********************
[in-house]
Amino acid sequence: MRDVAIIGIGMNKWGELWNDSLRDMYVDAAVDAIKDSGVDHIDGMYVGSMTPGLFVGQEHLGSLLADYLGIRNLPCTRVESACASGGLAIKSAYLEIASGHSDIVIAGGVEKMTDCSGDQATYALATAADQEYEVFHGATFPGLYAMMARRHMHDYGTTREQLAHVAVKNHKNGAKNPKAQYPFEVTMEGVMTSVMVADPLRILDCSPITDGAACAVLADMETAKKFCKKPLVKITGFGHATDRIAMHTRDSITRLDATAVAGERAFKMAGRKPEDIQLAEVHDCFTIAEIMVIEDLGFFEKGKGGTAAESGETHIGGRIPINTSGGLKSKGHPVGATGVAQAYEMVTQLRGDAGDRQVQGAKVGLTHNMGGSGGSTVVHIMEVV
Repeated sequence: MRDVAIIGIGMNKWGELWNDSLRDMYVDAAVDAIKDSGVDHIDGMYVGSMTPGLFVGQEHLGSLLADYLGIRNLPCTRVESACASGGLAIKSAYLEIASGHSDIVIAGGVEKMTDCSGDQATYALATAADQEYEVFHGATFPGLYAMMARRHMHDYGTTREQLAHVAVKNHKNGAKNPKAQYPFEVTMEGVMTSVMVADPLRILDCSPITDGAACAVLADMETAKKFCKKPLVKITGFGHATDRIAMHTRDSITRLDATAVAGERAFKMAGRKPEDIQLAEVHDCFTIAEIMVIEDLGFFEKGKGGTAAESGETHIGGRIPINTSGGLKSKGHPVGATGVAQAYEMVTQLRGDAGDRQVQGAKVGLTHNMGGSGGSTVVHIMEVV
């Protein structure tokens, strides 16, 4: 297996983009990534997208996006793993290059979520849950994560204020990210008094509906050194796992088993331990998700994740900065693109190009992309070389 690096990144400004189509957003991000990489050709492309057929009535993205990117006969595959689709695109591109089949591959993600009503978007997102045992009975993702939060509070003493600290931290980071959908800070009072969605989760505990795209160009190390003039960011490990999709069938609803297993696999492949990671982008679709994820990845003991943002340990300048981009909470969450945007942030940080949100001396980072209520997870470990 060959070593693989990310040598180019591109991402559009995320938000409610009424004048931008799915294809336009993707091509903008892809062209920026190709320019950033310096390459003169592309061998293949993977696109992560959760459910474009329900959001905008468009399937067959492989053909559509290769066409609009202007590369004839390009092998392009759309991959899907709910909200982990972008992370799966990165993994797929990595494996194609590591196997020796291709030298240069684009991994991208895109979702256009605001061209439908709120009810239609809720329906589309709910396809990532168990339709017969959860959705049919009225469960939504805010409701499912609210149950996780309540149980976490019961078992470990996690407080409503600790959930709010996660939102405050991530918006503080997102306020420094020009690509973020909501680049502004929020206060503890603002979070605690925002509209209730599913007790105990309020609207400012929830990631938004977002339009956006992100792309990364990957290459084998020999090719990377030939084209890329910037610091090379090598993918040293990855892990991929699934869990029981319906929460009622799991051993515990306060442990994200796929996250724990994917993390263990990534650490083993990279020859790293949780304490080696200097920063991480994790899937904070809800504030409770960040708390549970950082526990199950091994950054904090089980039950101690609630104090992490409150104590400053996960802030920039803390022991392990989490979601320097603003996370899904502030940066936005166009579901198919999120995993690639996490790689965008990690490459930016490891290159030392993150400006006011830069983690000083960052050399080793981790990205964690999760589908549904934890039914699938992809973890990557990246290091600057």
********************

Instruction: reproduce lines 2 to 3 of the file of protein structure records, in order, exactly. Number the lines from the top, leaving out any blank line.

Amino acid sequence: MRDVAIIGIGMNKWGELWNDSLRDMYVDAAVDAIKDSGVDHIDGMYVGSMTPGLFVGQEHLGSLLADYLGIRNLPCTRVESACASGGLAIKSAYLEIASGHSDIVIAGGVEKMTDCSGDQATYALATAADQEYEVFHGATFPGLYAMMARRHMHDYGTTREQLAHVAVKNHKNGAKNPKAQYPFEVTMEGVMTSVMVADPLRILDCSPITDGAACAVLADMETAKKFCKKPLVKITGFGHATDRIAMHTRDSITRLDATAVAGERAFKMAGRKPEDIQLAEVHDCFTIAEIMVIEDLGFFEKGKGGTAAESGETHIGGRIPINTSGGLKSKGHPVGATGVAQAYEMVTQLRGDAGDRQVQGAKVGLTHNMGGSGGSTVVHIMEVV
Repeated sequence: MRDVAIIGIGMNKWGELWNDSLRDMYVDAAVDAIKDSGVDHIDGMYVGSMTPGLFVGQEHLGSLLADYLGIRNLPCTRVESACASGGLAIKSAYLEIASGHSDIVIAGGVEKMTDCSGDQATYALATAADQEYEVFHGATFPGLYAMMARRHMHDYGTTREQLAHVAVKNHKNGAKNPKAQYPFEVTMEGVMTSVMVADPLRILDCSPITDGAACAVLADMETAKKFCKKPLVKITGFGHATDRIAMHTRDSITRLDATAVAGERAFKMAGRKPEDIQLAEVHDCFTIAEIMVIEDLGFFEKGKGGTAAESGETHIGGRIPINTSGGLKSKGHPVGATGVAQAYEMVTQLRGDAGDRQVQGAKVGLTHNMGGSGGSTVVHIMEVV